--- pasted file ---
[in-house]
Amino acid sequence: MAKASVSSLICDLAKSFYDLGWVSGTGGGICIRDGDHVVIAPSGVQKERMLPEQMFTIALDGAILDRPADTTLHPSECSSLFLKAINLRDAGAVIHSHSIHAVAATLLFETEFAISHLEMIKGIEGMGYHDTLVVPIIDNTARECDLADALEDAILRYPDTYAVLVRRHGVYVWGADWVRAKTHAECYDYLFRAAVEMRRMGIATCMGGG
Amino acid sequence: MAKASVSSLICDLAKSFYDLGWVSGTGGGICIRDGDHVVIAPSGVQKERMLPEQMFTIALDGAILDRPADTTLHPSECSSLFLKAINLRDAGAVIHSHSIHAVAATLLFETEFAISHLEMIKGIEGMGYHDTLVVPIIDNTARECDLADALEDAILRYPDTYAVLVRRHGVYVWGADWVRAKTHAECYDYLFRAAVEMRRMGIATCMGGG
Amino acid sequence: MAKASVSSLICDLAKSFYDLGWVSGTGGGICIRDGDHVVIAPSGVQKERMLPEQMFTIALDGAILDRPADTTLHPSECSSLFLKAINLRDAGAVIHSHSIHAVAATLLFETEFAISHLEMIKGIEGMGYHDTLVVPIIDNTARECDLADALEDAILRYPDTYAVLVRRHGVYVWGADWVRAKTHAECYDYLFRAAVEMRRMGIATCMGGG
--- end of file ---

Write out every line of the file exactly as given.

[in-house]
Amino acid sequence: MAKASVSSLICDLAKSFYDLGWVSGTGGGICIRDGDHVVIAPSGVQKERMLPEQMFTIALDGAILDRPADTTLHPSECSSLFLKAINLRDAGAVIHSHSIHAVAATLLFETEFAISHLEMIKGIEGMGYHDTLVVPIIDNTARECDLADALEDAILRYPDTYAVLVRRHGVYVWGADWVRAKTHAECYDYLFRAAVEMRRMGIATCMGGG
Amino acid sequence: MAKASVSSLICDLAKSFYDLGWVSGTGGGICIRDGDHVVIAPSGVQKERMLPEQMFTIALDGAILDRPADTTLHPSECSSLFLKAINLRDAGAVIHSHSIHAVAATLLFETEFAISHLEMIKGIEGMGYHDTLVVPIIDNTARECDLADALEDAILRYPDTYAVLVRRHGVYVWGADWVRAKTHAECYDYLFRAAVEMRRMGIATCMGGG
Amino acid sequence: MAKASVSSLICDLAKSFYDLGWVSGTGGGICIRDGDHVVIAPSGVQKERMLPEQMFTIALDGAILDRPADTTLHPSECSSLFLKAINLRDAGAVIHSHSIHAVAATLLFETEFAISHLEMIKGIEGMGYHDTLVVPIIDNTARECDLADALEDAILRYPDTYAVLVRRHGVYVWGADWVRAKTHAECYDYLFRAAVEMRRMGIATCMGGG